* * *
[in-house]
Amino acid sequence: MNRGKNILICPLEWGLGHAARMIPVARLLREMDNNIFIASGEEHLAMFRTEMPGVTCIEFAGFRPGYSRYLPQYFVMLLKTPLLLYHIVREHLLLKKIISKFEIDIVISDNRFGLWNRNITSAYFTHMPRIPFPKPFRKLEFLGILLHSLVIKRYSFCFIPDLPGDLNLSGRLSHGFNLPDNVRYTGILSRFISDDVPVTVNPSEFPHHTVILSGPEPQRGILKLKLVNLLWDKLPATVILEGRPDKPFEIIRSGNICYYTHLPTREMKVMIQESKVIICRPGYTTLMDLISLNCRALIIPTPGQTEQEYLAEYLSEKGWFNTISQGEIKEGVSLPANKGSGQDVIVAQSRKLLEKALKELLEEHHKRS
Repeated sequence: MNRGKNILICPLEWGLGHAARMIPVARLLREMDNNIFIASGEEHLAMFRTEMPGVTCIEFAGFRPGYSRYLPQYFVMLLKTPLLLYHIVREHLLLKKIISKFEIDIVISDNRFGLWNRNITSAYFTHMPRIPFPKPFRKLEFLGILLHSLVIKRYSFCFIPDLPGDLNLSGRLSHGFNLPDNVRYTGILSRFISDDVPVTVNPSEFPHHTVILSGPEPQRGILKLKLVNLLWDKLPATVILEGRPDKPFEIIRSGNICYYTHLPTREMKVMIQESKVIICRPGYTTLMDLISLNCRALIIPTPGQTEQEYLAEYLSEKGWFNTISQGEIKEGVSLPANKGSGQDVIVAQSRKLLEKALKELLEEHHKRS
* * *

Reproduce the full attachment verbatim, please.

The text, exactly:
[in-house]
Amino acid sequence: MNRGKNILICPLEWGLGHAARMIPVARLLREMDNNIFIASGEEHLAMFRTEMPGVTCIEFAGFRPGYSRYLPQYFVMLLKTPLLLYHIVREHLLLKKIISKFEIDIVISDNRFGLWNRNITSAYFTHMPRIPFPKPFRKLEFLGILLHSLVIKRYSFCFIPDLPGDLNLSGRLSHGFNLPDNVRYTGILSRFISDDVPVTVNPSEFPHHTVILSGPEPQRGILKLKLVNLLWDKLPATVILEGRPDKPFEIIRSGNICYYTHLPTREMKVMIQESKVIICRPGYTTLMDLISLNCRALIIPTPGQTEQEYLAEYLSEKGWFNTISQGEIKEGVSLPANKGSGQDVIVAQSRKLLEKALKELLEEHHKRS
Repeated sequence: MNRGKNILICPLEWGLGHAARMIPVARLLREMDNNIFIASGEEHLAMFRTEMPGVTCIEFAGFRPGYSRYLPQYFVMLLKTPLLLYHIVREHLLLKKIISKFEIDIVISDNRFGLWNRNITSAYFTHMPRIPFPKPFRKLEFLGILLHSLVIKRYSFCFIPDLPGDLNLSGRLSHGFNLPDNVRYTGILSRFISDDVPVTVNPSEFPHHTVILSGPEPQRGILKLKLVNLLWDKLPATVILEGRPDKPFEIIRSGNICYYTHLPTREMKVMIQESKVIICRPGYTTLMDLISLNCRALIIPTPGQTEQEYLAEYLSEKGWFNTISQGEIKEGVSLPANKGSGQDVIVAQSRKLLEKALKELLEEHHKRS